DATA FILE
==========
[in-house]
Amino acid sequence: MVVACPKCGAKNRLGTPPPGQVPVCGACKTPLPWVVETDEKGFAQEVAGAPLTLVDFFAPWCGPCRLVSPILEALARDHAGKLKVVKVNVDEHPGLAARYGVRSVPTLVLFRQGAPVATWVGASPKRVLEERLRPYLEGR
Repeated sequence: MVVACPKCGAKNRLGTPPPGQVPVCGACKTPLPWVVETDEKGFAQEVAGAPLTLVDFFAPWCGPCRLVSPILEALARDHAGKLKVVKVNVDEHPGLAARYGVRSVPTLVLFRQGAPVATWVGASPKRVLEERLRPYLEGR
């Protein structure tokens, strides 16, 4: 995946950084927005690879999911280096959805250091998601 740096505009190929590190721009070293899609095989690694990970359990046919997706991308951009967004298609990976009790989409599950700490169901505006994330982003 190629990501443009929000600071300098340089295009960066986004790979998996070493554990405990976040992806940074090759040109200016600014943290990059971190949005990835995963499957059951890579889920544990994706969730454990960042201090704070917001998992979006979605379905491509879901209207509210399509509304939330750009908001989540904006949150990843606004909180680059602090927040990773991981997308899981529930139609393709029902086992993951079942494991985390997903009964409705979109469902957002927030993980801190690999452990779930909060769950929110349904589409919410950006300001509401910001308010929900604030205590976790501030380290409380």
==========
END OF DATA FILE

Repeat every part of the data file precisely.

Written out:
[in-house]
Amino acid sequence: MVVACPKCGAKNRLGTPPPGQVPVCGACKTPLPWVVETDEKGFAQEVAGAPLTLVDFFAPWCGPCRLVSPILEALARDHAGKLKVVKVNVDEHPGLAARYGVRSVPTLVLFRQGAPVATWVGASPKRVLEERLRPYLEGR
Repeated sequence: MVVACPKCGAKNRLGTPPPGQVPVCGACKTPLPWVVETDEKGFAQEVAGAPLTLVDFFAPWCGPCRLVSPILEALARDHAGKLKVVKVNVDEHPGLAARYGVRSVPTLVLFRQGAPVATWVGASPKRVLEERLRPYLEGR
């Protein structure tokens, strides 16, 4: 995946950084927005690879999911280096959805250091998601 740096505009190929590190721009070293899609095989690694990970359990046919997706991308951009967004298609990976009790989409599950700490169901505006994330982003 190629990501443009929000600071300098340089295009960066986004790979998996070493554990405990976040992806940074090759040109200016600014943290990059971190949005990835995963499957059951890579889920544990994706969730454990960042201090704070917001998992979006979605379905491509879901209207509210399509509304939330750009908001989540904006949150990843606004909180680059602090927040990773991981997308899981529930139609393709029902086992993951079942494991985390997903009964409705979109469902957002927030993980801190690999452990779930909060769950929110349904589409919410950006300001509401910001308010929900604030205590976790501030380290409380």